Astronomy Jargon 101: Eccentricity

In this series we are exploring the weird and wonderful world of astronomy jargon! You’ll be sure to find your center with today’s topic: eccentricity!

Eccentricity is a measure of how circular an orbit is. An eccentricity of 0 means that the orbit a perfect circle. Anything between 0 and 1 is an elliptical orbit. An eccentricity of exactly 1 gives a parabola, which isn’t much or an orbit at all, but rather an escape trajectory. Finally, a value greater than 1 is an orbit with the shape of a hyperbola, which is also an escape trajectory.

The eccentricity of the Earth’s orbit is 0.0167, and is therefore almost a perfect circle. However, that value increases and decreases over the course of hundreds of thousands of years due to tiny gravitational interactions with the other planets in the solar system.

Of the rest of the planets, Mercury has the highest eccentricity of 0.2, while Venus and Neptune have the lowest. The outer Kuiper Belt objects like the dwarf planets Eris and Sedna have very high eccentricities. For example, Sedna’s closest approach to the Sun brings it to 76 AU, while at the outermost point in its orbit it sits 937 AU away. That gives it an orbital eccentricity of 0.855.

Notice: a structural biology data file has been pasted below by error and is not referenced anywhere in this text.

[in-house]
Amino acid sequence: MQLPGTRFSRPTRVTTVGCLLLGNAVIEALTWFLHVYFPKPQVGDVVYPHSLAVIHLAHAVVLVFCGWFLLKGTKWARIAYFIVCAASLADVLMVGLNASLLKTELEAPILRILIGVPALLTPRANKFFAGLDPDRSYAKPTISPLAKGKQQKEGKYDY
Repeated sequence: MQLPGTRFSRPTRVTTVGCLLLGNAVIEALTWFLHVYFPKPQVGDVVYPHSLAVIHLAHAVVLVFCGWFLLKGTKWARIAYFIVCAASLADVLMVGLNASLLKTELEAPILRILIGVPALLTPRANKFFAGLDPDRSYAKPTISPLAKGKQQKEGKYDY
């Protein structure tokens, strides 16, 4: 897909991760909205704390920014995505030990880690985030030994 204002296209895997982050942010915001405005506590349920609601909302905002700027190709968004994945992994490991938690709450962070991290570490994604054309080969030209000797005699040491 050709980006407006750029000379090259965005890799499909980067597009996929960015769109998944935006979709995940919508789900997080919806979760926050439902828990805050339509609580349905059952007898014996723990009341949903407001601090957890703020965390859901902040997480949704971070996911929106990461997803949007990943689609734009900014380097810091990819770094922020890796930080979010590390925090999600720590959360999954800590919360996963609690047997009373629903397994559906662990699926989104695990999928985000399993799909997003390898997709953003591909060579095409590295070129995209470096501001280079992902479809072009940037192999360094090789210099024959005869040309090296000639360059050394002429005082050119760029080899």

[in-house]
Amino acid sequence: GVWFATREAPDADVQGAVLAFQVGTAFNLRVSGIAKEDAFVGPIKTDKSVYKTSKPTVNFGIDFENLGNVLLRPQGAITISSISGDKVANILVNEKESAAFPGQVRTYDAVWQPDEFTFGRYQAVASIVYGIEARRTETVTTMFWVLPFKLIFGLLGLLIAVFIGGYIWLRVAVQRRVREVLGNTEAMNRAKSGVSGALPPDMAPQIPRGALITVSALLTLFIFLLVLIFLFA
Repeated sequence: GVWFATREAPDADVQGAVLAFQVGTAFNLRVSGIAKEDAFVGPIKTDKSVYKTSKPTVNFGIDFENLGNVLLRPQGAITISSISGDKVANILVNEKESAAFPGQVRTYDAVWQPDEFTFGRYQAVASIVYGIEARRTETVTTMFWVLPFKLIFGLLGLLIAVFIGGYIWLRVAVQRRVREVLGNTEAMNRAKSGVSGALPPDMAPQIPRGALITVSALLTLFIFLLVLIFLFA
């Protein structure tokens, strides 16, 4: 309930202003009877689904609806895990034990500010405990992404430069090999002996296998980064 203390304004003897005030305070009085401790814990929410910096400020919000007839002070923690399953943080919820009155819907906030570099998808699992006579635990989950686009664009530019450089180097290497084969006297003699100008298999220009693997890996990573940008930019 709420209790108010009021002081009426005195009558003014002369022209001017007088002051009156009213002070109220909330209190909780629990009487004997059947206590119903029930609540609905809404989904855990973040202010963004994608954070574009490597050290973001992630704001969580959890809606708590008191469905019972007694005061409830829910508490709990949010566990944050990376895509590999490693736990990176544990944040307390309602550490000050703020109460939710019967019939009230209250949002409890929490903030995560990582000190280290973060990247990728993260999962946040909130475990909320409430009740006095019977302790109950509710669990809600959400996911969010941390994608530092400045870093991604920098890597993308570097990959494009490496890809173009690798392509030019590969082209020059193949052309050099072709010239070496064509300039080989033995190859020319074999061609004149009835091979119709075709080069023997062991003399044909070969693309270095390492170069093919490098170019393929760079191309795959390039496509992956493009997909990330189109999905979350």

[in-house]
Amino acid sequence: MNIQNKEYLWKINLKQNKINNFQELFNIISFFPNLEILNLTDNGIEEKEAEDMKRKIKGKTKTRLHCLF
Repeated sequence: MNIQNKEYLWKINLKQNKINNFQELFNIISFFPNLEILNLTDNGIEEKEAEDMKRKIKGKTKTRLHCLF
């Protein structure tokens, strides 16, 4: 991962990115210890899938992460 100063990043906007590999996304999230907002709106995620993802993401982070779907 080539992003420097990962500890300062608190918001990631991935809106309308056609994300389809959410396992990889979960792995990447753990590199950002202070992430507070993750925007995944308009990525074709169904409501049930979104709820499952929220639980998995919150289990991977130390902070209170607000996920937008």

Most long-period comets have high eccentricities. For example, Halley’s Comet has a value of 0.967. That’s a very long, thin ellipse, but the comet will return to the inner solar system.

As an extreme example, the interstellar interloper ‘Oumuamua had an eccentricity of 1.2, meaning that is was never gravitationally bound to the Sun and was only passing through.

Known exoplanets tend to have higher eccentricities than the planets of the solar system. This is likely due to a bias in our ability to detect them. Our current methods for discovering exoplanets tend to find large ones relative to their parent stars. In this case, the system will usually have one or a few planets, rather than many. The gravitational interaction of many planets helps to circularize the orbits and reduce the overall eccentricity. Since those systems tend to only have one large planet, there’s no other interaction to smooth out its orbit.